There's a damn lot of foreign owned too that follow the same model. People may throw kurwas around when standing in long line in Biedronka but they will be back there again and again as it's more important for them to save 8 PLN. it would cost money to put more workers there and in the end customers would have to cover it. Many wouldn't, they would go elsewhere. What do you expect from people working there ? To buy more terminals for their own money ? Work extra hours for free to make the lines shorter ? I find it amazing that you guys always "know better" when in fact you often don't understand the basics. Price is the king, that's still the reality here in many cases and that "model" leads to some fuckups, that's obvious, it will be getting better and there are two points to back it up.

1. It used to be worse, If you are here long enough, you should know it.
2. Folks coming here from poorer countries often comment how great many things here are operating, oh the bus is on time - simply because where they came from it often gets broken in the middle of nowhere or there's no schedule at all, you have to wait till it's full, including the roof section, things usually work better the more affluent the country is, that's a master of the obvious kind of thing.

But again, folks usually commenting on "poor customer service" here usually (like in this case) mean "they weren't smiling to me" and so on. Well, shove up your "nice to see you", we don't need it here and no one will be doing it to make some "expat" happy.
Lyzko 17 | 4,920    
6 Oct 2018  #14
I'm glad, WielkiPolak.

The rest then is up to them:-)
OP WielkiPolak 57 | 1,047    
6 Oct 2018  #15
These folks expect that people will bow to them because they decided to spend $20 USD in some place.

Why do you immediately assume I am American? It looks like you have some serious insecurities, assuming that anyone who complains about poor service in Poland must be some high and mighty yank who expects too much.

You say most opinions in Poland are that customer service is fine, well perhaps Polish people are used to crap customer service? If they went abroad, they would be pleasantly surprised.

Don't like it, so go elsewhere next time.

That's what I'm sure I and many customers in Poland could well do. Doesn't help the business much does it? To think all they had to do was be friendly. Nobody is asking for 'have a nice day' or to be treated like a king, but friendly service and a smile, is that too much to ask? Is that something a paying customer should not get, according to you? Must the customer always feel like he is causing the store clerk, or whoever, hassle, just by asking for something? Get a grip man.

Well, shove up your "nice to see you", we don't need it here and no one will be doing it to make some "expat" happy.

Is that what this is about? An expat should not get any good treatment? I'm not an expat. I'm Polish, I live abroad, my family is from Poland and I went there for a few days, although it was my 1st time in Warsaw. I was surprised at how poor the service is. I spoke Polish and I sound just like somebody who lives there, so they probably assumed I did. It really doesn't take a lot to be friendly, just like it doesn't take a lot to hold a door open for somebody or generally have good manners. They don't cost anything, as people say. Seriously, don't be so insecure and assume I am some foreigner telling people in Poland how to live. It's friendly advice and they would do well to take it on board. It might help their businesses do a lot better.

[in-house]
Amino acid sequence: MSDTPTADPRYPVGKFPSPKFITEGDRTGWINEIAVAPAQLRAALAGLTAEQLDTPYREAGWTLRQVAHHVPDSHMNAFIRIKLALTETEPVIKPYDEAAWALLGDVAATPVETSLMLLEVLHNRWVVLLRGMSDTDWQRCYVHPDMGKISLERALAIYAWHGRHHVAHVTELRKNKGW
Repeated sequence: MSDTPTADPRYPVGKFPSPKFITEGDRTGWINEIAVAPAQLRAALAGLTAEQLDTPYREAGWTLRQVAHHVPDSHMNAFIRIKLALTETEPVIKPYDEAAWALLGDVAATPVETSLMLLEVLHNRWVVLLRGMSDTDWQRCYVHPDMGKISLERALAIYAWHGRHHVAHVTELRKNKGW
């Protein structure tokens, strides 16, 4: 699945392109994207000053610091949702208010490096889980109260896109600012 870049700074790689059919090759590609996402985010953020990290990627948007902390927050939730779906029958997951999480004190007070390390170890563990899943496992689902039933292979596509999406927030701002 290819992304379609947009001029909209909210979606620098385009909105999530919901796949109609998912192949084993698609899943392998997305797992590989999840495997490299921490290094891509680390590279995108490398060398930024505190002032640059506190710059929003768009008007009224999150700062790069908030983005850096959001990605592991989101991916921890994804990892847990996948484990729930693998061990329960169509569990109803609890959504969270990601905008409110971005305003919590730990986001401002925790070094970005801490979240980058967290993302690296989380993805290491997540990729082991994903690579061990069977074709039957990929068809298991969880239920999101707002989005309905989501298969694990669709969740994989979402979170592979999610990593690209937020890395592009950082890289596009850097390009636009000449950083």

Chemikiem 5 | 1,172    
6 Oct 2018  #16
if I had pretended not to know Polish, he might have treated me better,

As you spoke to him in Polish, perhaps he presumed that you lived in Poland and that you should have known better than to cross the road at a place other than at the lights. He could have given you an on the spot fine. Tourists would not necessarily know about the law regarding crossing.

customer service

I've had good and bad when visiting Poland. It's going to come up as lacking if you compare it to England and the US. Personally, I loathe the fake smiles and ' have a nice day ' crap they dish out in the UK, which has worked its way over from the US. I notice that in supermarkets now I am constantly asked how my day is going. I feel sorry for the poor workers who have to churn out this spiel. Plus, I think the attitude towards work differs in Poland. Workers are there to work, not make small talk as is often the case in the UK. A couple of years ago I was staying with friends in Poland, and I went into Intermarche where one of them was working. As I was waiting to pay at her till, she said under her breath," Don't try and talk as the manager is watching and I'm not allowed to talk when I'm working. He will fire me." Different mentality.
OP WielkiPolak 57 | 1,047    
6 Oct 2018  #17
As you spoke to him in Polish, perhaps he presumed that you lived in Poland and that you should have known better

Perhaps he did, until I told him that I didn't live in Poland, hence giving him the information. He said he didn't care where I was from or if I was from another planet. Like I said, just rude.
Ziemowit 12 | 3,023    
7 Oct 2018  #18
If I were you, I would make a complaint to the Stra┼╝ Miejska m.st. Warszawy telling them as many details as you can: the day, the hour and the circumstances of the incident. Here is the e-mail address they receive "skargi i wnioski" (under the link provided you will find what info you should give them in order to receive a reply to your complaint. I myself would especially underline the rudness of the intervention) :

wkw@strazmiejska.waw.pl

strazmiejska.waw.pl/kontakt/dane-teleadresowe.html
G (undercover)    
7 Oct 2018  #19
It looks like you have some serious insecurities

I don't have any damn "insecurities", I'm just telling you that...

but friendly service and a smile, is that too much to ask?

...if you go buy something here, smiling isn't a part of the service you buy, anyway we aren't doing much of that in general unless there's a really good reason for that. You might be Polish but living most of your life abroad, you just got assimilated to many things and now expect it in PL. Well, it isn't here because we don't need it...